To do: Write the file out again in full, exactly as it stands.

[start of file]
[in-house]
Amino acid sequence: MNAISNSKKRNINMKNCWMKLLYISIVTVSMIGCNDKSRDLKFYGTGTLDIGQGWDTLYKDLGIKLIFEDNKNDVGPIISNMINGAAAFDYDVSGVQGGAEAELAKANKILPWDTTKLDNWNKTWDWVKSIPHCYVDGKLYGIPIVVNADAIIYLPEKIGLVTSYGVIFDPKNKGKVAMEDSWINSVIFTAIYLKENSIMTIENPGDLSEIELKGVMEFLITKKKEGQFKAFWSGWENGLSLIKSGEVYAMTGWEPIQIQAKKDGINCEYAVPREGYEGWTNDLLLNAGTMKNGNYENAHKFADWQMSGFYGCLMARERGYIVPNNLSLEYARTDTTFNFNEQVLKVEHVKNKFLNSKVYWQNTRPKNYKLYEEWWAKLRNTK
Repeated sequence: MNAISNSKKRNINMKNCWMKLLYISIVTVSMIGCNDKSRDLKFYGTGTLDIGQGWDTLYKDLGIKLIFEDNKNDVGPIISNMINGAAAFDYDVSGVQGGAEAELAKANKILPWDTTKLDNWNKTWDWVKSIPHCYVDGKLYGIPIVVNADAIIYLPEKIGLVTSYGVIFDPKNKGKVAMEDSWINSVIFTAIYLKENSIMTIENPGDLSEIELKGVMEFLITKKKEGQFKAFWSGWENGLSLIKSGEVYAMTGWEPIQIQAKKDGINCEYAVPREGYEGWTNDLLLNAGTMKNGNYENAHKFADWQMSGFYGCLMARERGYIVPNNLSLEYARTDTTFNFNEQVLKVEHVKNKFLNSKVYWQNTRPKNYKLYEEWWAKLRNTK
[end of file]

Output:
[in-house]
Amino acid sequence: MNAISNSKKRNINMKNCWMKLLYISIVTVSMIGCNDKSRDLKFYGTGTLDIGQGWDTLYKDLGIKLIFEDNKNDVGPIISNMINGAAAFDYDVSGVQGGAEAELAKANKILPWDTTKLDNWNKTWDWVKSIPHCYVDGKLYGIPIVVNADAIIYLPEKIGLVTSYGVIFDPKNKGKVAMEDSWINSVIFTAIYLKENSIMTIENPGDLSEIELKGVMEFLITKKKEGQFKAFWSGWENGLSLIKSGEVYAMTGWEPIQIQAKKDGINCEYAVPREGYEGWTNDLLLNAGTMKNGNYENAHKFADWQMSGFYGCLMARERGYIVPNNLSLEYARTDTTFNFNEQVLKVEHVKNKFLNSKVYWQNTRPKNYKLYEEWWAKLRNTK
Repeated sequence: MNAISNSKKRNINMKNCWMKLLYISIVTVSMIGCNDKSRDLKFYGTGTLDIGQGWDTLYKDLGIKLIFEDNKNDVGPIISNMINGAAAFDYDVSGVQGGAEAELAKANKILPWDTTKLDNWNKTWDWVKSIPHCYVDGKLYGIPIVVNADAIIYLPEKIGLVTSYGVIFDPKNKGKVAMEDSWINSVIFTAIYLKENSIMTIENPGDLSEIELKGVMEFLITKKKEGQFKAFWSGWENGLSLIKSGEVYAMTGWEPIQIQAKKDGINCEYAVPREGYEGWTNDLLLNAGTMKNGNYENAHKFADWQMSGFYGCLMARERGYIVPNNLSLEYARTDTTFNFNEQVLKVEHVKNKFLNSKVYWQNTRPKNYKLYEEWWAKLRNTK